In late 2019, Katherine Worsham joined FPC Athens as our Accounting Assistant. From day one, Katherine has done outstanding work and has been an invaluable colleague in ministry. Last week, Katherine informed us that she has accepted a full-time position with a local construction company and that June 29 will be her last day with us. While we are sad to see Katherine go, we are very grateful for the help that she has provided during her time with us. If you would like to send expressions of gratitude for her service, you may mail to her at 1070 Stone Shoals Lane, Watkinsville, GA, 30677 or e-mail her at Katherinew3@gmail.com.
A number of events for the recognition of this 200th year have been on hold due to the pandemic. I am reminded of the phrase “that life happens while we are making other plans.” We are working to reschedule some of the events, with some possibly being held in 2021. The dedication of the Moses Waddel headstone marker will be on Tuesday, July 21, 2020 at 10:30 a.m. at Oconee Hill Cemetery (Update: this event is postponed to a later date). Dr. Ryan Baer will officiate the service. Since this will be held outside, this can take place with proper social distancing. Other details will follow for this and other Bicentennial activities as we consider safety above all else.
Diane Adams, Chair
In recent weeks our lives have been turned upside down by the coronavirus. The degree of this negative impact varies from person to person. Do you have a friend, neighbor, co-worker or relative who has been struggling with life changes due to the virus, loss of a loved one, loneliness, cancer, a layoff, relocation, divorce, a spiritual crisis, recuperation, single parenthood, or any of countless other life changes? Our Stephen Ministers can provide them with the focused care, encouragement, and support they need to make it through the crisis. If anyone you know is hurting, talk with one of our Stephen Leaders.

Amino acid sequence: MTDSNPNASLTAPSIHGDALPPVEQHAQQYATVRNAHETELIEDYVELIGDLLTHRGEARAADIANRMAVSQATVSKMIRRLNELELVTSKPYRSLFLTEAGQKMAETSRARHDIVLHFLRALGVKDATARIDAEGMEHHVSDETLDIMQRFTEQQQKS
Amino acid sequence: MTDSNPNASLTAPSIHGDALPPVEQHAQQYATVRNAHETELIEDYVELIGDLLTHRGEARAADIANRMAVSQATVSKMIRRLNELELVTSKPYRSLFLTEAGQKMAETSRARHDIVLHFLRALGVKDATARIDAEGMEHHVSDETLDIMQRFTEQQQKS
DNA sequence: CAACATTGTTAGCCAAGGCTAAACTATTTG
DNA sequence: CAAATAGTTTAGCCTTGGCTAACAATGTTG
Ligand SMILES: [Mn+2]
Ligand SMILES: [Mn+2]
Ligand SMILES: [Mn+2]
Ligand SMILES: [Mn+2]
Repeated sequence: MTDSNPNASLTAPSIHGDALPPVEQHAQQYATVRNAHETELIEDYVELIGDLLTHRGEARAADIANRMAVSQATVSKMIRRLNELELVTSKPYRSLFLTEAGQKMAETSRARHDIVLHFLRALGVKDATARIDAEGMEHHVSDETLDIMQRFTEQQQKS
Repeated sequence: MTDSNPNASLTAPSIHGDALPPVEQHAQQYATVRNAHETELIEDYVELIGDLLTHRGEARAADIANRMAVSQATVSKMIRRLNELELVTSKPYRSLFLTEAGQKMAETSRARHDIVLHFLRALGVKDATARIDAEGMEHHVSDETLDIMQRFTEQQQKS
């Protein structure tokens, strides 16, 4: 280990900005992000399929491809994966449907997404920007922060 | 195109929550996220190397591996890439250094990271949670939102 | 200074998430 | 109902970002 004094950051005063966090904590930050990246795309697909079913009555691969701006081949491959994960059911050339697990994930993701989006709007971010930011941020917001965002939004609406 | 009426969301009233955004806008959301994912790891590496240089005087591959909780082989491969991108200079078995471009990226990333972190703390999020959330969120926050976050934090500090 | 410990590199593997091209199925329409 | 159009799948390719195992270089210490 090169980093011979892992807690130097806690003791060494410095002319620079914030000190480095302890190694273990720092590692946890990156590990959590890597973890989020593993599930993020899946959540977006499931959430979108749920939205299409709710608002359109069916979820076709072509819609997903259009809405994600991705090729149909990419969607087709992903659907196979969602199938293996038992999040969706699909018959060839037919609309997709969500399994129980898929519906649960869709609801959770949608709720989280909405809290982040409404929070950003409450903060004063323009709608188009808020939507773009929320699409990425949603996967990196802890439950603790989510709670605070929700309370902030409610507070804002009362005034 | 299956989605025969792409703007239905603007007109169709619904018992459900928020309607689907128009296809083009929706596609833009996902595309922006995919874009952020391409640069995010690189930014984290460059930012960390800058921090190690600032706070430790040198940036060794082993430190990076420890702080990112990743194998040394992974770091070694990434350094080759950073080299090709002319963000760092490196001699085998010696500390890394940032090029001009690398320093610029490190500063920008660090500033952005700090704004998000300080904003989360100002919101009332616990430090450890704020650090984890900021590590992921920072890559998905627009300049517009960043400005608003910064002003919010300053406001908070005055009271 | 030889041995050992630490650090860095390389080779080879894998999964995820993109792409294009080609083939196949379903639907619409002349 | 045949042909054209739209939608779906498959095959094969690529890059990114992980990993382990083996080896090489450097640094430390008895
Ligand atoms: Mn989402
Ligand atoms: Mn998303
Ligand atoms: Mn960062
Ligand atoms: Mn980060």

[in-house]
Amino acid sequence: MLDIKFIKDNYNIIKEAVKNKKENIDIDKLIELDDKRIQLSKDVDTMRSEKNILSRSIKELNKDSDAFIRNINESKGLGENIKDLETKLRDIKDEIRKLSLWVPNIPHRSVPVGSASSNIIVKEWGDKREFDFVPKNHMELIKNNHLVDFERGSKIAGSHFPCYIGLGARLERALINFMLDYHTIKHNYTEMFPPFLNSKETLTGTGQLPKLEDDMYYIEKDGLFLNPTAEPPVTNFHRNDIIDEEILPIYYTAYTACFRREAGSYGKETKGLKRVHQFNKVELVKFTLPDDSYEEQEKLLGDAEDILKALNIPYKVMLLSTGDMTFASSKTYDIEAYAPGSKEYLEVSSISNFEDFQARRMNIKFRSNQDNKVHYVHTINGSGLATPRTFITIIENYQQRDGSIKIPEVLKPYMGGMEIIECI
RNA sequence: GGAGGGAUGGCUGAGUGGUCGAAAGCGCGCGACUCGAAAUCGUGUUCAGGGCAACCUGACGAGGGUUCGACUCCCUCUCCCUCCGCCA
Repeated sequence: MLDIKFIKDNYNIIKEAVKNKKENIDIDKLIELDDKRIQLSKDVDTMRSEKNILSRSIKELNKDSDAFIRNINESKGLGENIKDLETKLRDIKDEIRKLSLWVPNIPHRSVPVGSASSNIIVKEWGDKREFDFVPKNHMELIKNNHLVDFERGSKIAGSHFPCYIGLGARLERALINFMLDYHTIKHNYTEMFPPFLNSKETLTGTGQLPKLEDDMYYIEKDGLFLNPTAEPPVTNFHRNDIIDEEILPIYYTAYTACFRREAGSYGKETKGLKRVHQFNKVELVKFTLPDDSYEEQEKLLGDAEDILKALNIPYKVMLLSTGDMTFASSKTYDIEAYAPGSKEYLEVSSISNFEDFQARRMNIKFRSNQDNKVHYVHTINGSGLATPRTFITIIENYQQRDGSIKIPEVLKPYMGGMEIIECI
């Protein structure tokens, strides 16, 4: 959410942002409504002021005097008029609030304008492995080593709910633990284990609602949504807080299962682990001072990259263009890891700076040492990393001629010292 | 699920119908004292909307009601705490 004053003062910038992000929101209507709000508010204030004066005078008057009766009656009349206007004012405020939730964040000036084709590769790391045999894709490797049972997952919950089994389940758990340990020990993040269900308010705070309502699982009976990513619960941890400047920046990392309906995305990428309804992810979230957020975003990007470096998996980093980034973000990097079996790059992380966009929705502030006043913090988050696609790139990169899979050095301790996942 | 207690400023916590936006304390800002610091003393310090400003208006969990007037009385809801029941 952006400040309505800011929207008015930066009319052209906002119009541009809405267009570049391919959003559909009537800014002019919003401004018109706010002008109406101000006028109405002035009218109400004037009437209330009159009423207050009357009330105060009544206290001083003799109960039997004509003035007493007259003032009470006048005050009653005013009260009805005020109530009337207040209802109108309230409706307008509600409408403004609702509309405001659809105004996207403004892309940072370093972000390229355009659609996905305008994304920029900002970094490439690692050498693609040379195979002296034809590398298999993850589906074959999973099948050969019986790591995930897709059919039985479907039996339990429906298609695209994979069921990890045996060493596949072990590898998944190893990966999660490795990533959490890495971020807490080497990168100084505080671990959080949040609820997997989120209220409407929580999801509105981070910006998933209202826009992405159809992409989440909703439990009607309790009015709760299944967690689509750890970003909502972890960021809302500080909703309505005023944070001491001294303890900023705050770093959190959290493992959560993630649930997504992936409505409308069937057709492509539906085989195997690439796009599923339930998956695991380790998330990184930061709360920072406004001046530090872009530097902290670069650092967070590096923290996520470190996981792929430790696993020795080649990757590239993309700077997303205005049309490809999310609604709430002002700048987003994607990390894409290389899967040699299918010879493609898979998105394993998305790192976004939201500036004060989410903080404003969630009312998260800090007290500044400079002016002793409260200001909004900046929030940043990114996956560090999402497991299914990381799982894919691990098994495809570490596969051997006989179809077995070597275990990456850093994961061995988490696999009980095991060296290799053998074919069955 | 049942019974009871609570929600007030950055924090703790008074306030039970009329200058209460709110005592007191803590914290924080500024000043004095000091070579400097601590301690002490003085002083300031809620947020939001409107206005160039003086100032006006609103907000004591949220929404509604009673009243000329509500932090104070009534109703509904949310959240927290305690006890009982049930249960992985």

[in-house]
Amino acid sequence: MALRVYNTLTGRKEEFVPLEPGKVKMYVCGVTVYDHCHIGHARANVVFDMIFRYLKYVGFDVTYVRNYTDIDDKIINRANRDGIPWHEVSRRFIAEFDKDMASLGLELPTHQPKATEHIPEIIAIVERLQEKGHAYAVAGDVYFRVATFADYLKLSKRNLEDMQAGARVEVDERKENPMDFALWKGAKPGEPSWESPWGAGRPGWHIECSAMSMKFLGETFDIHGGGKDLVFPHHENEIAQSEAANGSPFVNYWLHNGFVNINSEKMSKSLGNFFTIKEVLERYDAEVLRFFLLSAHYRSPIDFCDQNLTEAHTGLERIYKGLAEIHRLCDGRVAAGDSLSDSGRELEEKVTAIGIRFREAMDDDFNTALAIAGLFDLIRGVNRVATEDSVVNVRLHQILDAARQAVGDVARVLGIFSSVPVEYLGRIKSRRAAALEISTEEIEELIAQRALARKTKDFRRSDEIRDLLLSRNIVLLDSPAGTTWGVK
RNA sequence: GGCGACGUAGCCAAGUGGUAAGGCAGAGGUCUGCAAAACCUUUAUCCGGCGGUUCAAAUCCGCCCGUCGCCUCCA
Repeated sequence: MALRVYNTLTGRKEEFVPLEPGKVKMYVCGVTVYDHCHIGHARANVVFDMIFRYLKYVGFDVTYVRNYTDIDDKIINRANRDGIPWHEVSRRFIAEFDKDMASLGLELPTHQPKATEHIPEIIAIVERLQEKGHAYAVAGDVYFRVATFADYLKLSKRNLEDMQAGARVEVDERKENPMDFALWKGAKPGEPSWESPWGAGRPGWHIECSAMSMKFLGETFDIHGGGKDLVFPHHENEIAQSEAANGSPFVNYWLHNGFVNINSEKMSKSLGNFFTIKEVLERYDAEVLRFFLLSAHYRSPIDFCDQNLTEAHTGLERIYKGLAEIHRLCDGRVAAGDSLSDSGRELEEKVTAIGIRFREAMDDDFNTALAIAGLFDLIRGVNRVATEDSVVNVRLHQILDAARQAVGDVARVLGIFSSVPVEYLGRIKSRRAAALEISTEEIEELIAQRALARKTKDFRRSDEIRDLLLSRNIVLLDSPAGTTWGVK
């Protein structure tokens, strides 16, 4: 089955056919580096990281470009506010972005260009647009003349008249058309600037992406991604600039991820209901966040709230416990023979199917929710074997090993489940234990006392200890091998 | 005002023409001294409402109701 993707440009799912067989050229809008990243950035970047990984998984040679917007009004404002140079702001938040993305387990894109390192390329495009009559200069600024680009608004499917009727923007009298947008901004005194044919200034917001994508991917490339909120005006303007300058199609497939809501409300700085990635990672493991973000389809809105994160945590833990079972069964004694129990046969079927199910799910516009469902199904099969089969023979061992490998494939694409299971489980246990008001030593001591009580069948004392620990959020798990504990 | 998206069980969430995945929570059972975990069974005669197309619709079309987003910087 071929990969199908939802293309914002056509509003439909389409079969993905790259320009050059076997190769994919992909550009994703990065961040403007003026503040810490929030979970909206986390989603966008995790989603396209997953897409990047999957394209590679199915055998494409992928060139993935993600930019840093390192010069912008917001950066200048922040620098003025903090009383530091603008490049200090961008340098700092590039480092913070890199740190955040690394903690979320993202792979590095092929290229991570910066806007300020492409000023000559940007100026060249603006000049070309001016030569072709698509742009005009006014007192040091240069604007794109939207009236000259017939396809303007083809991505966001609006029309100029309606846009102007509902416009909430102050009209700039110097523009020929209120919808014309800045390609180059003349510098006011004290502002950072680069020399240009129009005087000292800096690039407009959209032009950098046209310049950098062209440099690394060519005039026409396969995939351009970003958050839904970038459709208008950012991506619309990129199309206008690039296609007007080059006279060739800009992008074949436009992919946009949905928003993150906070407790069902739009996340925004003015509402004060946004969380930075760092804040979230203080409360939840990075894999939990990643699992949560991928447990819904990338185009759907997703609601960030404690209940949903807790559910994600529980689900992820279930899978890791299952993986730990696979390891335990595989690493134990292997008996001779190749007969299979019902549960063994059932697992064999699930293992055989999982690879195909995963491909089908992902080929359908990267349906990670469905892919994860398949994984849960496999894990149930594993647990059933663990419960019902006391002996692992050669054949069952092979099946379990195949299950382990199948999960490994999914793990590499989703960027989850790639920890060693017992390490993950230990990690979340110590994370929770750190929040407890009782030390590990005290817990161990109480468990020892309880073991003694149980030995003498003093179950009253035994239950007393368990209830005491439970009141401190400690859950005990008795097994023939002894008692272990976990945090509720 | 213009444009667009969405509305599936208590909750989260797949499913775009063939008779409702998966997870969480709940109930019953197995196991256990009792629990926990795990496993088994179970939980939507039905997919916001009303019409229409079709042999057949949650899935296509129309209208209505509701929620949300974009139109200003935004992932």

They can talk with you about how we can connect the person you know with one of our Stephen Ministers. It’s a great way for you to show how much you care. First Presbyterian Stephen Ministers are ready to provide confidential, one-to-one Christian care. Male Stephen Ministers are always matched with men, and female Stephen Ministers are matched with women. Our Stephen Ministry team works with church members and non-members. If you or someone you know is struggling, find out more about Stephen Ministry by talking with one of our Stephen Leaders.
Bob Frisch: email@example.com, 914-262-1078
Dawn Frisch: firstname.lastname@example.org, 914-255-3447
Lisa Oelke: email@example.com, 706-540-4251
Carol Strickland: firstname.lastname@example.org, 706-765-7671
Our Stephen Ministers are here to care!
Our Church Family – Photo Gallery
We are blessed to have wonderful photographers in our church! We miss Rick Simpson, who has moved away, but who took beautiful photographs of church services, volunteer programs, and other FPC activities for many years. You can visit his photo gallery to find an album with pictures from our church.
We are also happy that Dave Beck has joined our team of church photographers! Please visit his photo gallery where you can find his FPC album. Here are some of his recent pictures:
New Member Introduction and Reception, March 8
The Wayne F. Middendorf Memorial Concert Series presents “Through the Church the Song Goes On”, February 16
Youth Sunday, February 9
Stephen Ministers’ Commissioning and Reception, February 2
Annual Congregational Meeting and Lunch, January 26
Ordination of New Elders, January 12
Bicentennial Celebration Ringing of the Bell, January 12
Festival of Lessons & Carols and Holiday Benevolence Market, December 15
Live Nativity, December 10
Christmas Pageant & Dinner, December 8